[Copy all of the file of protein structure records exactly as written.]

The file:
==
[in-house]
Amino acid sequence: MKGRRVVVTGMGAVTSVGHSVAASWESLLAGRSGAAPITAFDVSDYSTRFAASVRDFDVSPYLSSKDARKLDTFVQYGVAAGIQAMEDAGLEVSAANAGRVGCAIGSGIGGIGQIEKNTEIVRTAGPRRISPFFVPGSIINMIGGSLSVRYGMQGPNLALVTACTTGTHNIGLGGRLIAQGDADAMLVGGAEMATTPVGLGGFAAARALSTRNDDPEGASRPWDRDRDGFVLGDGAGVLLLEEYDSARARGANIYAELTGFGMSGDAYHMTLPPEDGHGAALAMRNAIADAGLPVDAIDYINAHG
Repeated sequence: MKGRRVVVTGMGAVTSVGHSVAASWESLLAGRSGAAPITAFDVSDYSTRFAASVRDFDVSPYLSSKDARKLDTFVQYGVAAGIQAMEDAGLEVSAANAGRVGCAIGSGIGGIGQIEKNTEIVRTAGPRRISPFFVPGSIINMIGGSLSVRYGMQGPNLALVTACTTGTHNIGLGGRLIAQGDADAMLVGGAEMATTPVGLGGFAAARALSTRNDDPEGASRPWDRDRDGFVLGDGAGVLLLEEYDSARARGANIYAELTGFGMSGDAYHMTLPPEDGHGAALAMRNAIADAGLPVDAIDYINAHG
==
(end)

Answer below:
[in-house]
Amino acid sequence: MKGRRVVVTGMGAVTSVGHSVAASWESLLAGRSGAAPITAFDVSDYSTRFAASVRDFDVSPYLSSKDARKLDTFVQYGVAAGIQAMEDAGLEVSAANAGRVGCAIGSGIGGIGQIEKNTEIVRTAGPRRISPFFVPGSIINMIGGSLSVRYGMQGPNLALVTACTTGTHNIGLGGRLIAQGDADAMLVGGAEMATTPVGLGGFAAARALSTRNDDPEGASRPWDRDRDGFVLGDGAGVLLLEEYDSARARGANIYAELTGFGMSGDAYHMTLPPEDGHGAALAMRNAIADAGLPVDAIDYINAHG
Repeated sequence: MKGRRVVVTGMGAVTSVGHSVAASWESLLAGRSGAAPITAFDVSDYSTRFAASVRDFDVSPYLSSKDARKLDTFVQYGVAAGIQAMEDAGLEVSAANAGRVGCAIGSGIGGIGQIEKNTEIVRTAGPRRISPFFVPGSIINMIGGSLSVRYGMQGPNLALVTACTTGTHNIGLGGRLIAQGDADAMLVGGAEMATTPVGLGGFAAARALSTRNDDPEGASRPWDRDRDGFVLGDGAGVLLLEEYDSARARGANIYAELTGFGMSGDAYHMTLPPEDGHGAALAMRNAIADAGLPVDAIDYINAHG